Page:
The Maine and Vermont boys did honor to themselves. They stood a raking fire for one hour, and when the order came to retreat they were among the last to leave the field, – and for one mile were exposed to the shell of the rebels. The loss of the 3d Maine was light, when the exposed situation is taken into consideration. – Their officers acted coolly and bravely in leading on their men to the attack. I think the Maine troops showed true courage in the foolhardy contest, though the New Yorkers do not in their columns make mention of Maine troops. I judge it to be for this reason – that when our brigade went on the field the day was against us, and those who were not particularly engaged left – such as reports for instance. Company C. went on with as full ranks as any in the regiment, and the boys went into the work with a true will. – The officers behaved manfully, encouraging their men, and faced the same stuff of Southern export, in shape of shot and shell, that the soldier must face. We are happy to say that they brought off their swords, but their revolvers were empty. The boys are full of pride, and think after a few days rest, they can go in again.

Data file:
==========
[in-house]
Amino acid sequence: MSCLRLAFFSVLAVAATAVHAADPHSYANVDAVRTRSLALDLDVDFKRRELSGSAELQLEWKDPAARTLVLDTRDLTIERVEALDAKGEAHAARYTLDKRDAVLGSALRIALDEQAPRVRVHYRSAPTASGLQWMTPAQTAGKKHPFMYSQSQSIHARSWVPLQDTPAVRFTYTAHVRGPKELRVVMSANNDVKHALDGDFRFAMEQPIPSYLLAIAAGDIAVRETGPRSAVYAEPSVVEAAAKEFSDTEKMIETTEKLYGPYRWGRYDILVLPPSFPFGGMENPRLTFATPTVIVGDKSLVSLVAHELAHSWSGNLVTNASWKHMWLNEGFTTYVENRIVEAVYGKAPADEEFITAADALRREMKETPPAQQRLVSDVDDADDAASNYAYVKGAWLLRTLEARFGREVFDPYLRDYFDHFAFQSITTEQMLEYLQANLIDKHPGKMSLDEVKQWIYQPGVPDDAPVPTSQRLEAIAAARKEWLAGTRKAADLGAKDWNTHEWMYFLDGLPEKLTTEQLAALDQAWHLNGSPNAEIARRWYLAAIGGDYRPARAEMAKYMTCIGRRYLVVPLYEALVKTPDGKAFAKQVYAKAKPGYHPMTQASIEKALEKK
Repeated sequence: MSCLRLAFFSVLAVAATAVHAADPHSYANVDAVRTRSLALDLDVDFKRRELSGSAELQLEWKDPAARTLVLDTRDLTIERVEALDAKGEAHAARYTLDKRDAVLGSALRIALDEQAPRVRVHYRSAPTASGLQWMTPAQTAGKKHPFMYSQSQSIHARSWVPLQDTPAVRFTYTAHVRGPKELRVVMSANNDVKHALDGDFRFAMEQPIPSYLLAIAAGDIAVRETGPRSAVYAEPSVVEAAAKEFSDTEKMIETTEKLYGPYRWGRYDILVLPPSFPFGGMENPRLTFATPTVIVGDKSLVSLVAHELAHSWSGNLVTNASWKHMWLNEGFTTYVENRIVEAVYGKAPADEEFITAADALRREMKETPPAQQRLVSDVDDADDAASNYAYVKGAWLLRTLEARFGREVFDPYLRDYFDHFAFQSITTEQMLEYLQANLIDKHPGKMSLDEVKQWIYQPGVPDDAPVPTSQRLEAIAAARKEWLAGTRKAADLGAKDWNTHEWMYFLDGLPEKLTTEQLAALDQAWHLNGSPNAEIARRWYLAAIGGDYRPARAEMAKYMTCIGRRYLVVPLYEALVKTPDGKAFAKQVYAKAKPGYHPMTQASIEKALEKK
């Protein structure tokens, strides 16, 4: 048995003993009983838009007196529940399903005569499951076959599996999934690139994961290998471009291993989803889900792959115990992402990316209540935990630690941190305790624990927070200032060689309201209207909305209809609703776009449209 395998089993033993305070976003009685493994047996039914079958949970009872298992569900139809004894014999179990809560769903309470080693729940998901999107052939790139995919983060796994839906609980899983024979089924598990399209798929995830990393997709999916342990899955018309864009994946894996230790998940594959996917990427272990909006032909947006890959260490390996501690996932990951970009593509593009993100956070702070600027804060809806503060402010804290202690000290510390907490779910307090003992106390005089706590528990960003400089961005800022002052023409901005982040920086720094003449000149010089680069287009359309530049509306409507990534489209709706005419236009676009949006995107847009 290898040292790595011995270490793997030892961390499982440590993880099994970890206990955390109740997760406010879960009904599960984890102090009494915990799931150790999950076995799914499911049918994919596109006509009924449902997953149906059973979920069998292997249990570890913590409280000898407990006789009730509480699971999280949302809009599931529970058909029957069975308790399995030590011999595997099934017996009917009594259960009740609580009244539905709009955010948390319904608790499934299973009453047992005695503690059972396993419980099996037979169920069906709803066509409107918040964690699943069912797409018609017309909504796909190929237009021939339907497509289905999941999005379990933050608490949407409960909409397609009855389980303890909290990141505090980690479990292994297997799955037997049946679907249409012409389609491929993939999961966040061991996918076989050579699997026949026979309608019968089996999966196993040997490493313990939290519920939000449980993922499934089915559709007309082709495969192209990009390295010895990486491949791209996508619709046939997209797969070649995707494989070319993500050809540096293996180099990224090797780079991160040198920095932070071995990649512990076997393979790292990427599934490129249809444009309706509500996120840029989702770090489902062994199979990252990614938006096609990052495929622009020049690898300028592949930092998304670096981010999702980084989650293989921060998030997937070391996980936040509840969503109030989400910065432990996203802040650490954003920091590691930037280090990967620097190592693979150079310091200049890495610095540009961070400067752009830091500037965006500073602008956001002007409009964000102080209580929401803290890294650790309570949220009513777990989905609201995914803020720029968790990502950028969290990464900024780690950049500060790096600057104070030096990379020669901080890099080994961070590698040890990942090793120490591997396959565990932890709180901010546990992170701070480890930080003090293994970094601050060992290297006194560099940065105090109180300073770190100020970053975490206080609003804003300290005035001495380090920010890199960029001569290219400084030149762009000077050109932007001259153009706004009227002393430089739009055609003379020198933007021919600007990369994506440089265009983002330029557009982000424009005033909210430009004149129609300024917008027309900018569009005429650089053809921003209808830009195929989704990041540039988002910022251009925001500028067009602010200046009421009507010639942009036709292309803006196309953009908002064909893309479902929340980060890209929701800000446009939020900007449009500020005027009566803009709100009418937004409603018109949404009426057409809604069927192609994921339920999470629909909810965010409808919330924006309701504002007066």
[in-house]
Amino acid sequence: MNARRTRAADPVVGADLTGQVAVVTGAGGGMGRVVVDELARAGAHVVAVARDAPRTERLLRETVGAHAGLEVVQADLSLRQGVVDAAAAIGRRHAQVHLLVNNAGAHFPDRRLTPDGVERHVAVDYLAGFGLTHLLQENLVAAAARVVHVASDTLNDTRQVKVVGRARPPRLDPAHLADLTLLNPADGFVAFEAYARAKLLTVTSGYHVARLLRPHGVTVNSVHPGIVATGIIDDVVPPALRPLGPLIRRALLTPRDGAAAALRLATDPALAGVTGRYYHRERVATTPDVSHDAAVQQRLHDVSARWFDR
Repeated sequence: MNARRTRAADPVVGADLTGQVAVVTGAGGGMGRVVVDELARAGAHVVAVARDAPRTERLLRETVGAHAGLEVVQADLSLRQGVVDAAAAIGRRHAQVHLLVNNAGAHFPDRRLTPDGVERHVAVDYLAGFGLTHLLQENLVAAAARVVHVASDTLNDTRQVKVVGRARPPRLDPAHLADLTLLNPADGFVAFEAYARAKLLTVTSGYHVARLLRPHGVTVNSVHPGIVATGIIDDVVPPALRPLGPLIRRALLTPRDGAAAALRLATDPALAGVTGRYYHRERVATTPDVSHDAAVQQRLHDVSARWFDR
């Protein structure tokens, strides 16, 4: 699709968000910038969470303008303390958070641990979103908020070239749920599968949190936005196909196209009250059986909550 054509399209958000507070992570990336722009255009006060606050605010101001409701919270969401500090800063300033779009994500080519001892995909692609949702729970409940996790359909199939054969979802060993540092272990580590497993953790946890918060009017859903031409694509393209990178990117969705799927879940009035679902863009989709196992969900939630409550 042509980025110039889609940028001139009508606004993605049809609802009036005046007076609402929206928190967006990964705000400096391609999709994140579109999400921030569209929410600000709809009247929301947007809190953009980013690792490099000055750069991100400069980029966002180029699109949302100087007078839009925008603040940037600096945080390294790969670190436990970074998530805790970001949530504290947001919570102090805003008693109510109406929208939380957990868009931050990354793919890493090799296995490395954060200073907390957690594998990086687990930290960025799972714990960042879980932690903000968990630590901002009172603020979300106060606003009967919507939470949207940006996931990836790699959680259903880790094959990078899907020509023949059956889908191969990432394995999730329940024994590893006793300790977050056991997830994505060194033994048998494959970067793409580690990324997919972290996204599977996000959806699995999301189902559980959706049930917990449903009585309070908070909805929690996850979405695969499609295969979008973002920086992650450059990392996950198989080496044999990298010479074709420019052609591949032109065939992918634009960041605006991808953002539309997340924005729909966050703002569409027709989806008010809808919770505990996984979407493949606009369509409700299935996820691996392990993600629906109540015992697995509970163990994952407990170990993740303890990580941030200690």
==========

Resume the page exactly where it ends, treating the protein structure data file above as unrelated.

Respectfully,

Litchfield.

Gardiner (ME) Home Journal, 8/1/1861

Clipping Image

Contributed by John Hennessy

3rd Maine Roster 

Lincoln Litchfield at Ancestry.com